Fluxx is a card game in which the rules constantly change as cards are played. I played Fluxx with three other friends online, using the website Board Game Arena, while video calling on Discord.
Fluxx can be played with 2-6 players. The players interact in multilateral competition, and all players hold the same role. The invitation to play was performed through the Board Game Arena website. To play, we had to send each other a friend request on the website. One player had to set up a game and invite the other players, and the rest had to accept the invitation to start the game.
The objective of the game was alignment: players had to play the Keeper cards specified by the Goal cards in play. The actual objective was constantly changing, as players put new Goal cards into play.
The starting action was to distribute three cards to each player. These cards may be a Keeper, Goal, Action, or Rule card. Keeper cards display an object. The Goal cards contain a list of Keeper cards that must be played to win. The Action cards contain a special action. Rule cards introduce new rules to the game.
To progress the game, on each turn players draw the specified number of cards and then play the specified number of cards. By default, players draw one card and play one card, but these numbers change when Rule cards are played. When players put Action cards into play, players may be required to take special actions at the end of their turn. The resolving action is to play all of the Keeper cards specified by the Goal card currently in play.
The Rule cards and Action cards restrict the players’ actions, such as by specifying the number of cards to play and draw. Some action cards have effects, such as redistributing players’ cards. Goal cards also change effects by specifying the winning condition. The Keeper cards define the objects the players have available.
The resources available to the players are the cards they have in their hand. The Keeper cards are similar to currency: by holding the necessary Keeper cards, players are closer to winning. Some of the action or rule cards act as power ups, by giving positive effects to the player or negative effects to other players. The Action cards give special actions to the player.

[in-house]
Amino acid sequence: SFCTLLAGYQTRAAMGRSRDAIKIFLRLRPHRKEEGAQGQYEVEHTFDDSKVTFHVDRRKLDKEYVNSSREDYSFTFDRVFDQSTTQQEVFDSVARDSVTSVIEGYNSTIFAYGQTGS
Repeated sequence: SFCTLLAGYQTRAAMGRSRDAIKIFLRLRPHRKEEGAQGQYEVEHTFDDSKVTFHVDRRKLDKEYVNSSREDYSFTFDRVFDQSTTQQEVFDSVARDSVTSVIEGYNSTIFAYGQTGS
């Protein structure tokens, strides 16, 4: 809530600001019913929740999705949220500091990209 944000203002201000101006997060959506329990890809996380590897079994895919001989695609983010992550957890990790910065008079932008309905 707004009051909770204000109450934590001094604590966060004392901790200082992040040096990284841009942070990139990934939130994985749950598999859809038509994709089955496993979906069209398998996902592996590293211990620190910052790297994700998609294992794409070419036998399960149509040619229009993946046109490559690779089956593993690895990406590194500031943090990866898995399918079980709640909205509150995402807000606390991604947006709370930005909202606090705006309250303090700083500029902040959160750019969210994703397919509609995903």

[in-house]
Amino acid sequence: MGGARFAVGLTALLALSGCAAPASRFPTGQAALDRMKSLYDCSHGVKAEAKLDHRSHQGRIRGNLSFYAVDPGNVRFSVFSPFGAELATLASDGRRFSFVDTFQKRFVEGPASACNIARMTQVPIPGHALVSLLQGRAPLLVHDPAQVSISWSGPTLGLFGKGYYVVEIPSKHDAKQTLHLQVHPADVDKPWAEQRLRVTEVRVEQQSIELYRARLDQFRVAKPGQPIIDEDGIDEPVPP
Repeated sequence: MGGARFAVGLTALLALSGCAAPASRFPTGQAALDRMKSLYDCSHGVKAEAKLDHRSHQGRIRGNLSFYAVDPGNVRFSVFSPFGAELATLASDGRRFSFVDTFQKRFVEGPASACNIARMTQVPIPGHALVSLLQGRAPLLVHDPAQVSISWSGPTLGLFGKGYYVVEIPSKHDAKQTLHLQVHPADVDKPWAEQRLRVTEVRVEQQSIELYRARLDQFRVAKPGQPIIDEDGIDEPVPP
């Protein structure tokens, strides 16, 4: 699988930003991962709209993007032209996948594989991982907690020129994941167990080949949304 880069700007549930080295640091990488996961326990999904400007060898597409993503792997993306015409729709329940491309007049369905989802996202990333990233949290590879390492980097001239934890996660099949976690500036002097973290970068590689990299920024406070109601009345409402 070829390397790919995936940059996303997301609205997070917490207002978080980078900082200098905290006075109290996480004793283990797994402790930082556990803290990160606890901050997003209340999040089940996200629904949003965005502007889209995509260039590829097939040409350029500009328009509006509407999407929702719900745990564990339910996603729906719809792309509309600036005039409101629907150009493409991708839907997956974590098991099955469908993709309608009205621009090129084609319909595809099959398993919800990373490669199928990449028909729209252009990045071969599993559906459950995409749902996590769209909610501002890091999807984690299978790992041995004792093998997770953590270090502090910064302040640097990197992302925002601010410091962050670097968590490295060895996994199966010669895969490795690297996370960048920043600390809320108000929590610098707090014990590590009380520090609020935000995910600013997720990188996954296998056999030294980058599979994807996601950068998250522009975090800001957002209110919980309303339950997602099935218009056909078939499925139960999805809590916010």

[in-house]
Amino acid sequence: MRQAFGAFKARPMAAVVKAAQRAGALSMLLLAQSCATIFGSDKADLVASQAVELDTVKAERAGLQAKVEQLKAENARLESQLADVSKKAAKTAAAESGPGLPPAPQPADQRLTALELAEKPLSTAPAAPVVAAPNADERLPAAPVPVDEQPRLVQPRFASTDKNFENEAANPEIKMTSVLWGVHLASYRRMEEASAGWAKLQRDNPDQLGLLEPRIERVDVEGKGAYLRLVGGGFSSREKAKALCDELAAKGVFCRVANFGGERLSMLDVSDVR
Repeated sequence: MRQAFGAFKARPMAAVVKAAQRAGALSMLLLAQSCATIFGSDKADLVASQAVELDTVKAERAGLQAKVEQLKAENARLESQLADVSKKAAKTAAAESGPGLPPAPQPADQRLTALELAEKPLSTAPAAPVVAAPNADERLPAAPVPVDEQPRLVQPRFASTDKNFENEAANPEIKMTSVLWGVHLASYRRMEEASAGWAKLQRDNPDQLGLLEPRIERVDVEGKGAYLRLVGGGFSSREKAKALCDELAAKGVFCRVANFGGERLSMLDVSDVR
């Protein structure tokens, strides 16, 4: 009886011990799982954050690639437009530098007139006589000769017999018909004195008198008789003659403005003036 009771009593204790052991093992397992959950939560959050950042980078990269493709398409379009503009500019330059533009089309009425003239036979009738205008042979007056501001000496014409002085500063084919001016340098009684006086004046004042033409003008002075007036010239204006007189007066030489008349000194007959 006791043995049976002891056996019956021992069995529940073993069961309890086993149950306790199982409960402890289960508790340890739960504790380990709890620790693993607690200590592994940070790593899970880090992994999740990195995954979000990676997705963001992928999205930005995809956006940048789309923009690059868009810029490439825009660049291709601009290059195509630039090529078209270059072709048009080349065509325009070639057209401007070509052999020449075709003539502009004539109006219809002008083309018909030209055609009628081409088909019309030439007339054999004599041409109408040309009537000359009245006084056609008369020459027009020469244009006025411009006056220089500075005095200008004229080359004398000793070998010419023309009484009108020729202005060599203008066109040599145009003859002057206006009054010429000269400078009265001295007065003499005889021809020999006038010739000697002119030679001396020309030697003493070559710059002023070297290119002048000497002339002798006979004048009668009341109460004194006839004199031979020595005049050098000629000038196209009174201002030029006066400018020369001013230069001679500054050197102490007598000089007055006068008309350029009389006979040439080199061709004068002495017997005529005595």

The conflict is between the players. They must compete against each other, using Action and Rule cards to limit other players’ actions, or changing the Goal cards to make it harder for some players to reach the goal.
The boundaries of the game are within the card game. The rules do not apply to real life. Specifically on the website Board Game Arena, the game is restricted to the website.
There can only be one winner, when one player has all the Keeper cards specified by the Goal card. Because there are no duplicate Keeper cards (I think), there can only be one winner, with no draws.
This game was pretty chaotic because the rules kept changing. If we weren’t playing on Board Game Arena, I probably would have been pretty confused without the computer telling me what was allowed on my turn. Because we were all fairly confused, sometimes one of us would win by accident without realizing why.
I thought that some of the rule cards were too restrictive, which gave us less choice. I felt like I was doing things because I had to, not because I had any sort of strategy. For example, at one point, we had to draw one card and play all cards. Because of that, we only drew one card at a time and played one card at a time, and we never had anything in our hand. The game progressed incredibly slowly until someone finally drew a new rule card. We couldn’t make any decisions, only wait until the rules changed. Sometimes this effect was quite funny, such as when we had to draw six cards and play all cards. The state of the game was rapidly changing, which was very funny, but also made it hard to understand who was winning. As a result, I think this game’s fun has a very strong social component, but not much strategy. We just played cards without thinking and then laughed at the results.